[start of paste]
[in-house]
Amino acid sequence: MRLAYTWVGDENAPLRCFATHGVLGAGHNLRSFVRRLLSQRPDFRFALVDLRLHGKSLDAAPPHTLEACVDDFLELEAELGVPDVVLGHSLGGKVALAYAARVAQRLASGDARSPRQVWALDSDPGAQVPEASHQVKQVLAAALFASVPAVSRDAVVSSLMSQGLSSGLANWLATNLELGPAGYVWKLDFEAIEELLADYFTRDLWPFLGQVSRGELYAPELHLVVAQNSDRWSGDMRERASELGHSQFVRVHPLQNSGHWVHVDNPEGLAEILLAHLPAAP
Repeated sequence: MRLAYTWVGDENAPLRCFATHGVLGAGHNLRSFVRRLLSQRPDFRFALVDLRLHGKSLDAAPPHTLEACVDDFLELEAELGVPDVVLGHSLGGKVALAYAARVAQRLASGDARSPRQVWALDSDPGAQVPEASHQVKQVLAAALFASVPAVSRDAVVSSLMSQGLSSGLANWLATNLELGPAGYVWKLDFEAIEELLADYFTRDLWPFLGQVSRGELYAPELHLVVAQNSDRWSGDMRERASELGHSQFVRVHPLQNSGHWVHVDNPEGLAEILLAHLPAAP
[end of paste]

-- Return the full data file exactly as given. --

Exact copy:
[in-house]
Amino acid sequence: MRLAYTWVGDENAPLRCFATHGVLGAGHNLRSFVRRLLSQRPDFRFALVDLRLHGKSLDAAPPHTLEACVDDFLELEAELGVPDVVLGHSLGGKVALAYAARVAQRLASGDARSPRQVWALDSDPGAQVPEASHQVKQVLAAALFASVPAVSRDAVVSSLMSQGLSSGLANWLATNLELGPAGYVWKLDFEAIEELLADYFTRDLWPFLGQVSRGELYAPELHLVVAQNSDRWSGDMRERASELGHSQFVRVHPLQNSGHWVHVDNPEGLAEILLAHLPAAP
Repeated sequence: MRLAYTWVGDENAPLRCFATHGVLGAGHNLRSFVRRLLSQRPDFRFALVDLRLHGKSLDAAPPHTLEACVDDFLELEAELGVPDVVLGHSLGGKVALAYAARVAQRLASGDARSPRQVWALDSDPGAQVPEASHQVKQVLAAALFASVPAVSRDAVVSSLMSQGLSSGLANWLATNLELGPAGYVWKLDFEAIEELLADYFTRDLWPFLGQVSRGELYAPELHLVVAQNSDRWSGDMRERASELGHSQFVRVHPLQNSGHWVHVDNPEGLAEILLAHLPAAP